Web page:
Breaking the Mould
Naomi Todd is a Junior Developer at The Verve Group, and since joining, she has spent a lot of her time focussing on the Apricity client system. Improving user experience and designing new functionality. Below, she explains what it’s like working as a woman in development and specifically in financial services.
“Women. Development roles. Financial services. Words you don’t often see together, but when you have a forward-thinking group of businesses such as The Verve Group, developers are crucial in making tech dreams a reality.
After recently recruiting their own in-house development team, I found myself breaking the stereotypes and taking on the role of a female junior developer in the finance industry.
My story starts a few years back at the University of Manchester, where I studied English Language and Linguistics. After graduation, I got a ‘proper job’ working for an ISO certification and compliance company, scheduling audits, and processing reports. I stayed there for five years, but I missed being hands-on and wanted a career I was passionate about.
After a couple of alternative roles working in agile teams on technical projects, I reignited my interest in coding. I’d dabbled with HTML/CSS and had started (but never finished) multiple online courses over the years, but had never seriously considered a career in IT – especially one in the world of finance.
At first, I was reluctant to give up the security of a good job, so coded on a night and weekend and tried to self-study. This was great but I found that I needed more structure, and so I signed up to complete a part-time degree in Computer Science with the University of London. Although this was a step in the right direction, it soon became clear that studying and balancing a busy full-time job was going to be difficult, and would take me a lot longer than I wanted to get a job in the tech industry.
It was also frustrating that I was sitting in project meetings every day as the only woman in a room full of male ‘experts’ – I just wanted to be in their position but didn’t know how I was going to get there in such a male-dominated industry. So, off to bootcamp I went! I quit my job and spent three very intensive months learning everything I needed to know to get my first job as a developer.
From there, my transition into the world of development and finance began, and back in July, I took on the junior developer role at The Verve Group. Having been here a few months now, what has really stood out to me so far is the group being so committed to moving the financial sector forward and investing in tech, and with the world of fintech expanding at such a rapid pace, no two days are the same.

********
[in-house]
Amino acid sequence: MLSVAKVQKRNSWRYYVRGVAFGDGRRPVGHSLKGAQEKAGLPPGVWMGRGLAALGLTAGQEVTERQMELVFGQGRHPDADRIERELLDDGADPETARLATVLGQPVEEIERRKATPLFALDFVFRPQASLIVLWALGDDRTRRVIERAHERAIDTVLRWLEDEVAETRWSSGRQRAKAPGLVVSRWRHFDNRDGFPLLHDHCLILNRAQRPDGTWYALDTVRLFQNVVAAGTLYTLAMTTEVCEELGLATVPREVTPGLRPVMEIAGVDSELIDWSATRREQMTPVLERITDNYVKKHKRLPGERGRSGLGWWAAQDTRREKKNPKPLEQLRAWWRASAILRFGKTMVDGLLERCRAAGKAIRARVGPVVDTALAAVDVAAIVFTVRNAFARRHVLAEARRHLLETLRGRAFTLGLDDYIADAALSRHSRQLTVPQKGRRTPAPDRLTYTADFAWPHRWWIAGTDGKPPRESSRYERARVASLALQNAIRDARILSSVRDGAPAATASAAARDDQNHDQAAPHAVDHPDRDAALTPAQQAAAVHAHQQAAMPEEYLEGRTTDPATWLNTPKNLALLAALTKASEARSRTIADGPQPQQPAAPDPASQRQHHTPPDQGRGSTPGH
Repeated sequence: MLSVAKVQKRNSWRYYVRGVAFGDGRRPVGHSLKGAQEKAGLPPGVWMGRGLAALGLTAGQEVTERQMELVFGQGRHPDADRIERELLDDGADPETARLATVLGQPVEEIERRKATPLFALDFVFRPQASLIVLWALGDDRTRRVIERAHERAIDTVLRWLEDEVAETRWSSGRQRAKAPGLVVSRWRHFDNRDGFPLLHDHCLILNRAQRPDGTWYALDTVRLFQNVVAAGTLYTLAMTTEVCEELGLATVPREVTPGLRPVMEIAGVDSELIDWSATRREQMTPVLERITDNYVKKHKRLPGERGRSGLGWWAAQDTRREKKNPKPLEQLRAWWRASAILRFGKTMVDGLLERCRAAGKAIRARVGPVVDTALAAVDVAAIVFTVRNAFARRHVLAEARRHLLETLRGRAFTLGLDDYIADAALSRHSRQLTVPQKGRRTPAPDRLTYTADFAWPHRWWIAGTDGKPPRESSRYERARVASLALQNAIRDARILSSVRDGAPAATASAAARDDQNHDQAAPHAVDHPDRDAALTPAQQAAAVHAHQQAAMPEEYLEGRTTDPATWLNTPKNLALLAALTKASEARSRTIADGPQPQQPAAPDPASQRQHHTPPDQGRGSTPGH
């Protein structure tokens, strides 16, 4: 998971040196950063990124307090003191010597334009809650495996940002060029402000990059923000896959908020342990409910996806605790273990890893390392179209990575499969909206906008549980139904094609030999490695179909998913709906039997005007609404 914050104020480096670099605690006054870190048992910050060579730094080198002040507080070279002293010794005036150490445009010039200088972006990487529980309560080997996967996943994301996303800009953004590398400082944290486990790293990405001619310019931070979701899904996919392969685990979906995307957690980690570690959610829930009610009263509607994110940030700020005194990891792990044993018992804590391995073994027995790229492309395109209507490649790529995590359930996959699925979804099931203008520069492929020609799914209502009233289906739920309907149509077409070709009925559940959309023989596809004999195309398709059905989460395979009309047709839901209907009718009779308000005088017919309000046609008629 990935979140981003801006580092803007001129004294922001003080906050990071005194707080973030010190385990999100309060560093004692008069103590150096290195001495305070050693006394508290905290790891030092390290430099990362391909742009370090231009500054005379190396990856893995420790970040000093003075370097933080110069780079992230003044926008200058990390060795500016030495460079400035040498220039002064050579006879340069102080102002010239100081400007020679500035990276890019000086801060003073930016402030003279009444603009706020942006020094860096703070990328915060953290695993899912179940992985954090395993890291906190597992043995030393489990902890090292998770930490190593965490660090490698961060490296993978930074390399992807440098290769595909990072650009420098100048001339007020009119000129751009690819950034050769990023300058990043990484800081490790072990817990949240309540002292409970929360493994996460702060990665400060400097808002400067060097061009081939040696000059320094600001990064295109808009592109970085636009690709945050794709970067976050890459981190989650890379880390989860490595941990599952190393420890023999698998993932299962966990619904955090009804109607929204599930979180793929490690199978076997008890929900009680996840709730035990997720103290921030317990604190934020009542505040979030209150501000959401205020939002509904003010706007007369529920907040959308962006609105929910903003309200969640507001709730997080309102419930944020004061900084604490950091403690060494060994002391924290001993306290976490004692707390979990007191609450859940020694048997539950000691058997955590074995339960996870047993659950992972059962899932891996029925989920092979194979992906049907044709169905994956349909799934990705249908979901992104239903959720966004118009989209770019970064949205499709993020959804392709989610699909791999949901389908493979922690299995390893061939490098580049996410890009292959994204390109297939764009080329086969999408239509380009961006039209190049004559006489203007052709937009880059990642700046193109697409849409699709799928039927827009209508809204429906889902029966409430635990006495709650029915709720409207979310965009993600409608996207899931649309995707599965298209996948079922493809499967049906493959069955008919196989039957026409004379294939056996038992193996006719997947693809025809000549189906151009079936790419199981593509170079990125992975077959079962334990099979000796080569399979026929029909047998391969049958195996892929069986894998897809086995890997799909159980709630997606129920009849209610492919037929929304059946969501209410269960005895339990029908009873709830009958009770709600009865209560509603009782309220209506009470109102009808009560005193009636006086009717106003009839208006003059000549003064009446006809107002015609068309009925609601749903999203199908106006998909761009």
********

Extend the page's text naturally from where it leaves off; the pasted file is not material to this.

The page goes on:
For example, back in October, the development team ran its very first hackathon, working on creating a brand-new feature for the client-facing system of our compliance firm, Apricity.
This was the first of its kind – not only for Apricity, but within the industry. After giving clients the option to pick our challenge, we worked hard for 12 hours, which were filled with coding, pizza, and a whole lot of coffee to create a funky interactive CPD tool, that also carves out IDD and new DB requirements. What an experience! Exhausted as we felt by 7pm, the thrill of creating something so exciting in such a short space of time felt really rewarding.
Every day here is a new challenge and I have the opportunity to input into finding solutions for different business and user needs using different technologies. I had already signed up to be a lifelong learner as a developer and love that the financial services industry is the same.
What I have found though is that the world of development is similar to finance, in that there is still a huge imbalance between genders, with women seemingly having to work harder to be taken seriously. Breaking through the mould and becoming successful in either of these industries can still be a challenge, and although things are changing,
I had always thought it would be unlikely for me to start a successful career in either – and here I am in one that combines the two!
It has become my personal mission that we keep breaking the mould. Times are changing and these roles are available to everyone – no matter what gender you are.
I also think it’s important that we showcase these roles. When you think of finance, you don’t automatically think of developers, and vice versa; you don’t put much thought into the people behind the systems, but there are 1000s of us!
Hopefully, as we become more reliant on tech and the world of fintech expands, these roles will be more visible and more in reach to those who feel as though they could really make a difference.”